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Pl@ntNet develops the world’s first plant identification app

Pl@ntNet is a broad-scale scientific initiative with several goals, including the development of a universally accessible mobile application for identifying plants. This app aims to help the general public learn more about plant species and, bit by bit, gain a broader perspective on plant distributions.

Pl@ntNet, the world’s first plant identification app, available for download from Apple’s App Store or the Google Play Store. © Mathias Chouet
By Pascale Mollier, translated by Jessica Pearce
Updated on 12/02/2016
Published on 06/20/2014

“Plant biologists are bearing witness to the world’s sixth major extinction event,” comments Daniel Barthélémy, a botanist and co-director of the Pl@ntNet project, a joint effort spearheaded by INRA and CIRAD (1). He continues, “Because we are dealing with ever more complex challenges, it is crucial to get citizen scientists and academic associations to collect broad-scale data on plants.” This sentiment is what motivated him and Nozha Boujemaa to initiate Pl@ntNet.

 Botany moves into the era of mobile apps and citizen science

Pl@ntNet is more than just a scientific initiative; it is a network of human interactions. It has created a mobile application that allows motivated members of the general public to capture images and make notes about plants they observe, with the aim of more broadly sharing that information. Using their smartphones, amateur botanists can take pictures of unfamiliar plants and then use the Pl@ntNet application to identify them to species. Users can submit up to five photographs showing different parts of the same plant (e.g., flowers, fruit, leaves, and stems). The app then compares the user-furnished photos with the over 90,000 images present in the Pl@ntNet image directory and returns the names of the mostly likely candidates based on visual similarities. The app is available for download from Apple’s App Store or the Google Play Store.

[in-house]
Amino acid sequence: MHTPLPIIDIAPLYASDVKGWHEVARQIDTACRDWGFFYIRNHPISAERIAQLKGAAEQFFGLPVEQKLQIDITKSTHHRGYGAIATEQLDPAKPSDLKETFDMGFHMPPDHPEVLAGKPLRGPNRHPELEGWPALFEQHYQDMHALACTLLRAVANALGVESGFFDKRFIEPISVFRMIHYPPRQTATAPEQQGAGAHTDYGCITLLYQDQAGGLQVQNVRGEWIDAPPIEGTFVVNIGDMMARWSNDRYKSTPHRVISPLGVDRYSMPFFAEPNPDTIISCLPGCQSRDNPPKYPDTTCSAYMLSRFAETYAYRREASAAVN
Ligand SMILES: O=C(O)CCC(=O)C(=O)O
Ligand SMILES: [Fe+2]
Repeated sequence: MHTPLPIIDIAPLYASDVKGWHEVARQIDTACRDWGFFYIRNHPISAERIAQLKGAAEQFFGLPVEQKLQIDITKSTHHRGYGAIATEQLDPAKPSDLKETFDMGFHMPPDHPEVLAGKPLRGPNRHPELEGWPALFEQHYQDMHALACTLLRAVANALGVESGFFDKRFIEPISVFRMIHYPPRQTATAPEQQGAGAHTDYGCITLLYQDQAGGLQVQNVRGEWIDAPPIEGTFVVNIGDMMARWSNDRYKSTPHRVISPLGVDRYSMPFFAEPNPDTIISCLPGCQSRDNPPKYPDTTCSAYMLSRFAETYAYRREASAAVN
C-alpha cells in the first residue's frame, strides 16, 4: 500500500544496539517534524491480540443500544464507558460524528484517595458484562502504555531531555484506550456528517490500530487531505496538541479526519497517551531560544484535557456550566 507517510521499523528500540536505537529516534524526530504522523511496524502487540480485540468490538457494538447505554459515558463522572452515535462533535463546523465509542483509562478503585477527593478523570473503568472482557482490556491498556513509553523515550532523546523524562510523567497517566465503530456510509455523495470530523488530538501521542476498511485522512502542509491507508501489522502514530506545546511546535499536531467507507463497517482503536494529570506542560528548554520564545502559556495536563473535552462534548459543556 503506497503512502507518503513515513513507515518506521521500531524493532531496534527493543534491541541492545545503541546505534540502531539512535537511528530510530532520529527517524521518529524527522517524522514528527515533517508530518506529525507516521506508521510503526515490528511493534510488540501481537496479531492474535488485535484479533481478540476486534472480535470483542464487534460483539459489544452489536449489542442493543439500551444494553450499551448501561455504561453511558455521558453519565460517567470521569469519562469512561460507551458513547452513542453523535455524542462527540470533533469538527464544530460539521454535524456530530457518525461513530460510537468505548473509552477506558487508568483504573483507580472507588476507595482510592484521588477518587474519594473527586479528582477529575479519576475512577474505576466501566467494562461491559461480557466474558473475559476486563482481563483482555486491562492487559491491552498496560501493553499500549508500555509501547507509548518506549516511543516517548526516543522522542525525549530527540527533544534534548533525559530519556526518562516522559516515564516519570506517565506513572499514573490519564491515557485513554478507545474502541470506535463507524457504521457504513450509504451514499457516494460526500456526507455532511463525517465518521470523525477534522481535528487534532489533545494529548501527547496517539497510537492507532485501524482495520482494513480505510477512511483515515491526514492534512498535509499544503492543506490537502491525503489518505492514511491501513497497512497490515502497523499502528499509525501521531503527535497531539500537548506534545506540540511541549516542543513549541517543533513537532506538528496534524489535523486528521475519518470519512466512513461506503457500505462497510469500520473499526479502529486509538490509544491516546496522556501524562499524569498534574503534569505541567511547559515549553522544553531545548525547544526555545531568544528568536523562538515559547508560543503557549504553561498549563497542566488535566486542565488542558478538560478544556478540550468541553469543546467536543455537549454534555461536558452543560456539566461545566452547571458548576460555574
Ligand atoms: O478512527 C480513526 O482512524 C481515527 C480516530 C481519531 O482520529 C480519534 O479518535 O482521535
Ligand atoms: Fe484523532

Making a research partner of the world

Pl@ntNet is a broad-scale research initiative that has created numerous national and international partnerships to tackle such challenges as weed control in rice plantations and species invasions in France’s overseas departments and territories. It has also promoted the study of tree species on Reunion Island and in French Guiana.

The goal is to equip the greatest number of people possible (e.g., hikers, everyday citizens, students, and environmental-resource managers) with the tools they need to identify and share observations on any plants they may encounter. At present, the Pl@ntNet database contains information on more than 4,000 members of mainland France’s natural plant communities.

Pl@ntNet is thus encouraging people to collect and share information that will be extremely helpful in dealing with future global challenges, such as threats to food security and the loss of biodiversity. In the near future, the application will be expanded to include a greater variety of plants.

(1) The other director is Nozha Boujemaa, who works at INRIA.

Scientific contact(s):

Associated Division(s):
Forest, Grassland and Freshwater Ecology
Associated Centre(s):

To learn more

The initiative was launched in 2009 as the result of a research consortium involving CIRAD, INRA, INRIA, IRD, and the Tela Botanica network and in the context of the Pl@ntNet project, funded by the Agropolis Fondation.

Pl@ntNet receives an award

Pl@ntNet received a silver medal for its collaborative research efforts at the fifth annual World Digital Festival (“Futur en Seine”), which took place June 12–22, 2014, in and around Paris.

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